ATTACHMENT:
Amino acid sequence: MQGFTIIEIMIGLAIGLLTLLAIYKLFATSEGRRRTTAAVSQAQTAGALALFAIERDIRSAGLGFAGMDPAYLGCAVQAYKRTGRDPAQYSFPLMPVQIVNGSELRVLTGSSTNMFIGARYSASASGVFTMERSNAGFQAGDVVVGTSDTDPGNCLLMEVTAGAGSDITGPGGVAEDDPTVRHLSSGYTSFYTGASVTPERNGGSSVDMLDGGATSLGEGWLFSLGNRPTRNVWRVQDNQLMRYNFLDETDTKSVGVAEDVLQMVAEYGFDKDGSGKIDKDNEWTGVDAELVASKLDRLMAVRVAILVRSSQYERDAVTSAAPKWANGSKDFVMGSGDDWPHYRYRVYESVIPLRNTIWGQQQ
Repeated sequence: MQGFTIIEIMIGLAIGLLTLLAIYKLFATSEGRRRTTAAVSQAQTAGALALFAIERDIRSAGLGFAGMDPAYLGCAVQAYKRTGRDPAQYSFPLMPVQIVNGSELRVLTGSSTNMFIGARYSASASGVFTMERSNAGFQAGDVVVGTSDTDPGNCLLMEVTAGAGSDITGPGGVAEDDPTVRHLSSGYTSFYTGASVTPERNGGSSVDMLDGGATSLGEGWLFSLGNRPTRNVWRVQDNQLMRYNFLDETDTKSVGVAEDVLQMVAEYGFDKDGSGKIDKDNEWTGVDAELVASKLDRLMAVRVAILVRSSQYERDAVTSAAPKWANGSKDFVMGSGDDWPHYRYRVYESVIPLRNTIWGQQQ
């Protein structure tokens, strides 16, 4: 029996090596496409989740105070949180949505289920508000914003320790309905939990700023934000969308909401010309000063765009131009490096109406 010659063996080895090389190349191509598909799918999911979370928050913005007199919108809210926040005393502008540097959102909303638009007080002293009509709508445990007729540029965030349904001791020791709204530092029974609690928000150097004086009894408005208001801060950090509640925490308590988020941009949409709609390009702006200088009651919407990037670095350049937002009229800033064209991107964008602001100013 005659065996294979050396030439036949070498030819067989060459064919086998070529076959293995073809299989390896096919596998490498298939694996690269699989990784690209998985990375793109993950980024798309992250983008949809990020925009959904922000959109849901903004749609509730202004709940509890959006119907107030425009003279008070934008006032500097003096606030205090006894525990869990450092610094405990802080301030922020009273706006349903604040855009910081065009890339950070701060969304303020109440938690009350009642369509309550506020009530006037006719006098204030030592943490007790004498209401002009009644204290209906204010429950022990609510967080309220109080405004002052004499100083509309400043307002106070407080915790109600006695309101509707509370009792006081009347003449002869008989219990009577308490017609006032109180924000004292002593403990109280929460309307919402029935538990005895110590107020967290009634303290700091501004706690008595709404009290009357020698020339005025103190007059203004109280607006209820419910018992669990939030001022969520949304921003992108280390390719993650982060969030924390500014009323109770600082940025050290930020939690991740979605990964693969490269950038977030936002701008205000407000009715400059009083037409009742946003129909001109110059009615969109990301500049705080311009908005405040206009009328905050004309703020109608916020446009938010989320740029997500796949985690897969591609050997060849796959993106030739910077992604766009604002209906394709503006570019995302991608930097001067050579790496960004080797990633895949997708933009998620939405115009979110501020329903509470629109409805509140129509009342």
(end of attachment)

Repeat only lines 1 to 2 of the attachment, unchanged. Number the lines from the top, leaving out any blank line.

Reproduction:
Amino acid sequence: MQGFTIIEIMIGLAIGLLTLLAIYKLFATSEGRRRTTAAVSQAQTAGALALFAIERDIRSAGLGFAGMDPAYLGCAVQAYKRTGRDPAQYSFPLMPVQIVNGSELRVLTGSSTNMFIGARYSASASGVFTMERSNAGFQAGDVVVGTSDTDPGNCLLMEVTAGAGSDITGPGGVAEDDPTVRHLSSGYTSFYTGASVTPERNGGSSVDMLDGGATSLGEGWLFSLGNRPTRNVWRVQDNQLMRYNFLDETDTKSVGVAEDVLQMVAEYGFDKDGSGKIDKDNEWTGVDAELVASKLDRLMAVRVAILVRSSQYERDAVTSAAPKWANGSKDFVMGSGDDWPHYRYRVYESVIPLRNTIWGQQQ
Repeated sequence: MQGFTIIEIMIGLAIGLLTLLAIYKLFATSEGRRRTTAAVSQAQTAGALALFAIERDIRSAGLGFAGMDPAYLGCAVQAYKRTGRDPAQYSFPLMPVQIVNGSELRVLTGSSTNMFIGARYSASASGVFTMERSNAGFQAGDVVVGTSDTDPGNCLLMEVTAGAGSDITGPGGVAEDDPTVRHLSSGYTSFYTGASVTPERNGGSSVDMLDGGATSLGEGWLFSLGNRPTRNVWRVQDNQLMRYNFLDETDTKSVGVAEDVLQMVAEYGFDKDGSGKIDKDNEWTGVDAELVASKLDRLMAVRVAILVRSSQYERDAVTSAAPKWANGSKDFVMGSGDDWPHYRYRVYESVIPLRNTIWGQQQ